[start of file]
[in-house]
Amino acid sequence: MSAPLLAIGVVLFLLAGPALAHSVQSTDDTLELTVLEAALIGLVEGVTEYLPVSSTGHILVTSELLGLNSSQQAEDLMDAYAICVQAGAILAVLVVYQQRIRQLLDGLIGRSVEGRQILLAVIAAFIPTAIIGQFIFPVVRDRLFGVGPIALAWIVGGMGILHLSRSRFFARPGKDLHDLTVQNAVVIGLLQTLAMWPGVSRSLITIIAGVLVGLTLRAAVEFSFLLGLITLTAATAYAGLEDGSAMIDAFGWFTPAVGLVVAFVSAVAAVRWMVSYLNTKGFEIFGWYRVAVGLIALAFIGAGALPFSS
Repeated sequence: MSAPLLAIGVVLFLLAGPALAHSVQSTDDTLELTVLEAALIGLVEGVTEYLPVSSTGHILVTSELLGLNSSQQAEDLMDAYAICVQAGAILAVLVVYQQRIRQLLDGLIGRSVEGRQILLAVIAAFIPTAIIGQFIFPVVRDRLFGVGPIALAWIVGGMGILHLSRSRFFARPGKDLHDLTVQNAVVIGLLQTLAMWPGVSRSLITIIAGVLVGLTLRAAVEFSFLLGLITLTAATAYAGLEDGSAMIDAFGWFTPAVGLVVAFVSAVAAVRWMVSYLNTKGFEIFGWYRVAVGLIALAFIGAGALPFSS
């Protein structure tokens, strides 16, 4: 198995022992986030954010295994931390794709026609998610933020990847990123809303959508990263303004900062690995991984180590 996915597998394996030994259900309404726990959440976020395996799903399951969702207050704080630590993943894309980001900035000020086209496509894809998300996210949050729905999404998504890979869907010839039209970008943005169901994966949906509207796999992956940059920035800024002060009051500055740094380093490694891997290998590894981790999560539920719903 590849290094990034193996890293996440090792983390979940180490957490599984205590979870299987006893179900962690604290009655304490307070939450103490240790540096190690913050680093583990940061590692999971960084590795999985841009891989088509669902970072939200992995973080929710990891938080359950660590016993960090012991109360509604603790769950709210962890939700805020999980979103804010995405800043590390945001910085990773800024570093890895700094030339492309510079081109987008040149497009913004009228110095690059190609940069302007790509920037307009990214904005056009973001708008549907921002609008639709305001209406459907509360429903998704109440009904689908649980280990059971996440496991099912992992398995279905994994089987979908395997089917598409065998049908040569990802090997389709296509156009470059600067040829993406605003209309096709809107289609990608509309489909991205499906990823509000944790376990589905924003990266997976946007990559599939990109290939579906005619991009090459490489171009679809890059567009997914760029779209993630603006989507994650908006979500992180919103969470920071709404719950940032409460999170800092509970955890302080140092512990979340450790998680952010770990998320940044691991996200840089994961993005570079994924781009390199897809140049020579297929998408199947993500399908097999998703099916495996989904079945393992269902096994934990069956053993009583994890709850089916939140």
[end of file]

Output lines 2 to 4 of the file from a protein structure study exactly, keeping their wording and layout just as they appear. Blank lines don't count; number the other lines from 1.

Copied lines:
Amino acid sequence: MSAPLLAIGVVLFLLAGPALAHSVQSTDDTLELTVLEAALIGLVEGVTEYLPVSSTGHILVTSELLGLNSSQQAEDLMDAYAICVQAGAILAVLVVYQQRIRQLLDGLIGRSVEGRQILLAVIAAFIPTAIIGQFIFPVVRDRLFGVGPIALAWIVGGMGILHLSRSRFFARPGKDLHDLTVQNAVVIGLLQTLAMWPGVSRSLITIIAGVLVGLTLRAAVEFSFLLGLITLTAATAYAGLEDGSAMIDAFGWFTPAVGLVVAFVSAVAAVRWMVSYLNTKGFEIFGWYRVAVGLIALAFIGAGALPFSS
Repeated sequence: MSAPLLAIGVVLFLLAGPALAHSVQSTDDTLELTVLEAALIGLVEGVTEYLPVSSTGHILVTSELLGLNSSQQAEDLMDAYAICVQAGAILAVLVVYQQRIRQLLDGLIGRSVEGRQILLAVIAAFIPTAIIGQFIFPVVRDRLFGVGPIALAWIVGGMGILHLSRSRFFARPGKDLHDLTVQNAVVIGLLQTLAMWPGVSRSLITIIAGVLVGLTLRAAVEFSFLLGLITLTAATAYAGLEDGSAMIDAFGWFTPAVGLVVAFVSAVAAVRWMVSYLNTKGFEIFGWYRVAVGLIALAFIGAGALPFSS
């Protein structure tokens, strides 16, 4: 198995022992986030954010295994931390794709026609998610933020990847990123809303959508990263303004900062690995991984180590 996915597998394996030994259900309404726990959440976020395996799903399951969702207050704080630590993943894309980001900035000020086209496509894809998300996210949050729905999404998504890979869907010839039209970008943005169901994966949906509207796999992956940059920035800024002060009051500055740094380093490694891997290998590894981790999560539920719903 590849290094990034193996890293996440090792983390979940180490957490599984205590979870299987006893179900962690604290009655304490307070939450103490240790540096190690913050680093583990940061590692999971960084590795999985841009891989088509669902970072939200992995973080929710990891938080359950660590016993960090012991109360509604603790769950709210962890939700805020999980979103804010995405800043590390945001910085990773800024570093890895700094030339492309510079081109987008040149497009913004009228110095690059190609940069302007790509920037307009990214904005056009973001708008549907921002609008639709305001209406459907509360429903998704109440009904689908649980280990059971996440496991099912992992398995279905994994089987979908395997089917598409065998049908040569990802090997389709296509156009470059600067040829993406605003209309096709809107289609990608509309489909991205499906990823509000944790376990589905924003990266997976946007990559599939990109290939579906005619991009090459490489171009679809890059567009997914760029779209993630603006989507994650908006979500992180919103969470920071709404719950940032409460999170800092509970955890302080140092512990979340450790998680952010770990998320940044691991996200840089994961993005570079994924781009390199897809140049020579297929998408199947993500399908097999998703099916495996989904079945393992269902096994934990069956053993009583994890709850089916939140």